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Sunday, 24 August 2014



The island of Cuba was inhabited by numerous Mesoamerican tribes prior to the landing of explorer Christopher Columbus in 1492. He claimed it for the Kingdom of Spain.

Columbus named the island Isla Juana after Prince Juan of Asturia but later seemed content to use the local name of Cuba.

The first Spanish settlement was founded by Diego Velázquez de Cuéllar at Baracoa in 1511.

Within 40 years of Columbus' discovery, most of the indigenous population had died of diseases brought by the Europeans, mainly smallpox and measles.

The British captured Cuba in 1762 but a year later gave it back to Spain in exchange for Florida.

Aside from the mountainous regions, it has snowed only once in Cuba's recorded history, during March 1857.

Full independence from Spain was the goal of a rebellion in 1868 led by sugar mill owner Carlos Manuel de Céspedes and other wealthy natives. This led to the Ten Years War.

The Cuban national anthem, "La Bayamesa" was written in 1868 at the Battle of Bayamo when the Cubans overthrew the Spanish authorities in the important city of Bayamo. The third and fourth verses of the anthem include very derogatory remarks about Spain and the Spaniards. These verses are no longer sung.

Cuba was a Spanish colony until the Spanish–American War of 1898. After the war, it was part of the United States for four years.

Cuba gained independence from the United States on May 20, 1902. Tomás Estrada Palma was the country's first President.

Raising the Cuban flag on the Governor General's Palace at noon on May 20, 1902

The U.S. government signed a perpetual lease with Cuba on February 23, 1903, to site a naval base at Guantanamo Bay at the southeastern end of Cuba. The lease was $2,000 per year until 1934, when it was increased to $4,085 per year).

Since the Cuban Revolution of 1959, the Cuban government has consistently protested against the U.S. presence on Cuban soil and called it illegal under international law.

An aerial view of the naval base 

The Rumba evolved in Havana, Cuba in the 1870s. It became an internationally  popular ballroom dance for couples in the 1930s.

Fidel Castro was voted Cuba’s best schoolboy athlete in 1944. He was a left-handed pitcher and had a trial for Washington Senators baseball team but was turned down.

The American writer Ernest Hemingway moved to Cuba in 1945, where he lived in a Spanish style house, at Finca Vigia in San Francisco de Paula, 20 miles from Havana. He wrote in a white tower, which gave a view of Havana and the surrounding countryside.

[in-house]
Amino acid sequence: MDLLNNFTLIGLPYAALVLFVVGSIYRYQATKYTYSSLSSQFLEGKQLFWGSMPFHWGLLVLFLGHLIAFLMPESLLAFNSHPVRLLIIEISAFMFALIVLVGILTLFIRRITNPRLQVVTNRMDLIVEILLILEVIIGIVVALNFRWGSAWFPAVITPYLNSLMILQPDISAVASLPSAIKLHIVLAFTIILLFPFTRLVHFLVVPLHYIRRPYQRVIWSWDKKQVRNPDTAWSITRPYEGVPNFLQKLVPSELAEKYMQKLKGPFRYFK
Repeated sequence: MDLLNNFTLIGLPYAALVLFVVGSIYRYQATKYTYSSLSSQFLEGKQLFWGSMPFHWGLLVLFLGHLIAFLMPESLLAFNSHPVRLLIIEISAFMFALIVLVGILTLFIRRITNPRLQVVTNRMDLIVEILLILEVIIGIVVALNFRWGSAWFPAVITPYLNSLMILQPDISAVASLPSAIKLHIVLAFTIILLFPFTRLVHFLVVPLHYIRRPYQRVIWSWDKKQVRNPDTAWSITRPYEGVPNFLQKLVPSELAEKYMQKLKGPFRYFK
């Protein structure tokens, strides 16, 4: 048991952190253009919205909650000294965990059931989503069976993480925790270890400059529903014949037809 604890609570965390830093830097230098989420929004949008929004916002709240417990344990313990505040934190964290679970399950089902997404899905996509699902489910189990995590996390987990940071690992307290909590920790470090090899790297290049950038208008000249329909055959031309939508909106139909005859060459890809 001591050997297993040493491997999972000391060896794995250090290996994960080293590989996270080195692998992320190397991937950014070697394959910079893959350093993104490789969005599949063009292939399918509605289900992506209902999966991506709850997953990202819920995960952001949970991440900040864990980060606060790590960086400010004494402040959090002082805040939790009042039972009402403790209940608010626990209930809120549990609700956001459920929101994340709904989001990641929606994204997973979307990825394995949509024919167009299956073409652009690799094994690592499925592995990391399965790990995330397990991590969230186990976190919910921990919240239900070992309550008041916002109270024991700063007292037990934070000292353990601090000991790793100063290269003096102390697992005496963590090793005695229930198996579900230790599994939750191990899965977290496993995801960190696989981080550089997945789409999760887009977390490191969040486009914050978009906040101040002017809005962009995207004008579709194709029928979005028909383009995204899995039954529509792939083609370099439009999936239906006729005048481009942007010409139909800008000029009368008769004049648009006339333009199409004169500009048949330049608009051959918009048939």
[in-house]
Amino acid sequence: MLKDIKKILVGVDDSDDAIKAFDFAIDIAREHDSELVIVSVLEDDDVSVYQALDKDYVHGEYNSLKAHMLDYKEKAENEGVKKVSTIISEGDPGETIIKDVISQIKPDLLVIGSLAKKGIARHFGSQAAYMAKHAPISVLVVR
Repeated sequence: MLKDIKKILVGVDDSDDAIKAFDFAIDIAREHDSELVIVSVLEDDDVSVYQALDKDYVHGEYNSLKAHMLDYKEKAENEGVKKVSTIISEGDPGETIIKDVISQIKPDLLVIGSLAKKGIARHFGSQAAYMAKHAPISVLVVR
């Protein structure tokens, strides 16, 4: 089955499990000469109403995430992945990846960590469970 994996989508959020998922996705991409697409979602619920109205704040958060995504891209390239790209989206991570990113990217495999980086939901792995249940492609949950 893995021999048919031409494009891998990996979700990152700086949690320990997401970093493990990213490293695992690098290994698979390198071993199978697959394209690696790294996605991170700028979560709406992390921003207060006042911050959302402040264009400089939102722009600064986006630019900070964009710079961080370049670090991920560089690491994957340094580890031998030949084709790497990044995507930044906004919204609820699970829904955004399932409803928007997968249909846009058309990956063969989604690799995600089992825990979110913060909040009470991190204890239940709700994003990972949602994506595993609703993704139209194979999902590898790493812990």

Fidel Castro became Premier of Cuba in 1959 after dictator Fulgencio Batista was overthrown. He proclaimed Cuba a socialist nation and abolished elections on May 1, 1961.

The Cuban Missile Crisis was a 13-day confrontation between the United States and the Soviet Union when the USSR was spotted constructing bases for ballistic nuclear missiles in Cuba. It played out on television worldwide and was the closest the Cold War came to escalating into a full-scale nuclear war. It ended on October 28, 1962 when Soviet Premier Nikita Khrushchev ordered the removal of Soviet missiles from Cuba.

The Soviet Union had transferred over 150 nuclear weapons to Cuba by the time of the Cuban Missile Crisis.

Noel Regney and Gloria Shayne Baker wrote the Christmas song "Do You Hear What I Hear" as a plea to Fidel Castro for peace during the Cuban Missile Crisis.

Travel, financial and commercial transactions by United States citizens to Cuba were made illegal by the John F. Kennedy administration on February 8, 1963.

John F Kennedy had his press secretary, Pierre Salinger, purchase 1200 Cuban cigars and confirmed the purchase was complete before signing the documents that made the embargo against Cuba official.

The current Constitution of Cuba, providing for a system of government and law based on those of the Soviet Union and Eastern Bloc countries, was adopted by a national referendum on February 15, 1976.


With an area of 42,800 square miles, Cuba is the largest island in the Caribbean.

Cuba is said to be the only country where the total forest area is greater than 50 years ago.

Cuba has two official currencies, the peso and the 'convertible peso', which is pegged to the dollar's value and often used by tourists.

The national bird is the brightly coloured Cuban trogon or tocororo. Its red, white and blue plumage mimics that of the Cuban flag.

A Cuban Trogon in Camagüey, Camagüey Province, Cuba. By Laura Gooch - Wikipedia Commons

There is free education at every level. Because of this Cuba has a 99.8% literacy rate.

Cuba has one doctor for every 170 people. This is the world’s highest doctor-patient ratio.

Cuba provides more medical personnel to the developing world than all the G8 countries combined.

The game of Monopoly was once very popular in Cuba; however, Fidel Castro ordered that all games be destroyed.

Government vehicles in Cuba are legally obliged to pick up hitchhikers if passenger space is available.

Christmas was a normal working day in Cuba from 1969-1998. It became a holiday again after a visit by Pope John Paul II to Cuba in 1998.

Cuba is the only Caribbean island with a railway.

Source Daily Express,

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